PHOENIX — After Thursday’s hiring of Lance Blanks, the Phoenix Suns’ unorthodox basketball operations department has been filled out at the top.
We know that Blanks will be the “basketball genius” playing the hunter role of scoping out talent while former player agent Lon Babby will be the skinner who negotiates deals and interprets the collective bargaining agreement.
But to really get a better sense of what the Suns are getting in their new president of basketball operations, I exchanged e-mails with Babby’s partner of 13 years at Williams & Connolly LLP, Jim Tanner, and spoke with a few current Suns who have been represented by his agency.
Just as Robert Sarver did in Babby’s introductory presser, Tanner often lauded Babby’s preparation as one of his biggest strengths.
“He is extremely well-prepared for this new role,” said Tanner, whose team will continue to represent all of Babby’s former clients. “Keep in mind that he started his sports career as general counsel of the Orioles, which should make his transition easier. He’s been representing players for the past 16 years so he understands what motivates them and how they think.
“Obviously, he understands the demands and pressures of agents as well. I would predict that this combination of experiences, coupled with his intelligence, negotiation skill and preparation, will serve him well as a Suns executive.”
The biggest decisions a basketball operations department must make revolve around player acquisitions.
When it comes to making trades and free agency signings, an NBA executive always must possess a Plan A, B, C and sometimes as far down as T, U, V. When your franchise player bolts to New York, you’ve got to weigh whether it makes more sense to save all your chips for the following summer or make a move right then and there for a Childress and a Turkoglu that can help now.
“One of the things that makes Lon such an effective negotiator is that he’s always extremely well-prepared,” Tanner said. “He spends a tremendous amount of time anticipating and thinking through every possible issue, problem, argument and question. By the time a particular issue arises, he’s already thought of 10 different solutions. He will absolutely expect the same level of thought and preparation from every member of his staff.”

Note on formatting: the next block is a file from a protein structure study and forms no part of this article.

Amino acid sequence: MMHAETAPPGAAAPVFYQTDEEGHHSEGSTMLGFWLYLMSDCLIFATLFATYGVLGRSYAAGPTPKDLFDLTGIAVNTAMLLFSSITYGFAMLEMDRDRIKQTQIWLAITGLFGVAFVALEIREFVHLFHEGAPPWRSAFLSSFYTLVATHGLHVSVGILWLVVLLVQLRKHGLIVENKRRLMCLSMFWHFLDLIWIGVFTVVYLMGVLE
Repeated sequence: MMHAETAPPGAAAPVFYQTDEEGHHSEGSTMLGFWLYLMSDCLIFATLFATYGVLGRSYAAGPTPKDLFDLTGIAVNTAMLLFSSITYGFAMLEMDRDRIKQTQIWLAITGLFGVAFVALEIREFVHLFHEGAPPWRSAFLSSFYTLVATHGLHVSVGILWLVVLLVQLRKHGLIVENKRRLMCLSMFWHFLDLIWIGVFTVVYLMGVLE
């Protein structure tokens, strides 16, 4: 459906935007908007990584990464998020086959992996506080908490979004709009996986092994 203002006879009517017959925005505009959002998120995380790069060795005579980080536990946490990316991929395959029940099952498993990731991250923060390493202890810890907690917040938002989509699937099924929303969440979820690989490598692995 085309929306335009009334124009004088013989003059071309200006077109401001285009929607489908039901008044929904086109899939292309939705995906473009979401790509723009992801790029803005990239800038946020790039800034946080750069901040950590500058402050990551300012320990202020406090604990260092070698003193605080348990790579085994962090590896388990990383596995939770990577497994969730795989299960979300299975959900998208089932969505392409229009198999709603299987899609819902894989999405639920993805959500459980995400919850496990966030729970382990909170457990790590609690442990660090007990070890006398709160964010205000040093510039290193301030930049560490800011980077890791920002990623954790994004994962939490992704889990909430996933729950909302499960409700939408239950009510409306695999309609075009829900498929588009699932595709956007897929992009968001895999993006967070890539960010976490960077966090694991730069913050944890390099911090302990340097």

At his presser, Babby spoke of raising the preparation level amongst the Phoenix front office. When somebody who has worked with him for 13 years corroborates that point, you would not expect the Suns to be initially clueless the next time they could gain a major trade exception from a departing player.
I also asked Tanner to tell me one thing about Babby that the average NBA fan wouldn’t know.
“He’s a very funny guy,” Tanner responded. “Lon works hard and has very high expectations of himself and those that work with him, but he can also be hilarious when the situation requires it. I also think Alvin Gentry is pretty funny so I anticipate a lot of levity in addition to a lot of hard work in Phoenix.”
, who used to be represented by Tanner, sees Babby as the kind of executive who would be a good fit in an unconventional front office.
“Good negotiator. He’s a great thinker,” Childress said. “He thinks outside the box, and he’s a well-respected guy who you could trust, and that’s something I think can help any team.”
had been represented by Babby himself since he was a kid from Turkey trying out for NBA teams in advance of the 2000 Draft without knowing a lick of English or having any family or friends in this country.
They developed a long-standing personal and professional relationship the past decade as Turkoglu has bounced around from Sacramento to San Antonio to Orlando to Toronto and finally to Phoenix just as Babby was officially introduced as the head of the Suns’ basketball operations staff.
Turkoglu, who joinsas former Babby clients in Phoenix, understandably applauded the Suns’ move to hire Babby for this important role.
“He’s a smart guy. He has a great personality, and he will have good relationships with everybody,” Turkoglu said. “He will need some time to get to know people, the city and all that. I think he will try to do his best like he did the past 10 years for me. I think he will have more opportunity to do good things for Phoenix.”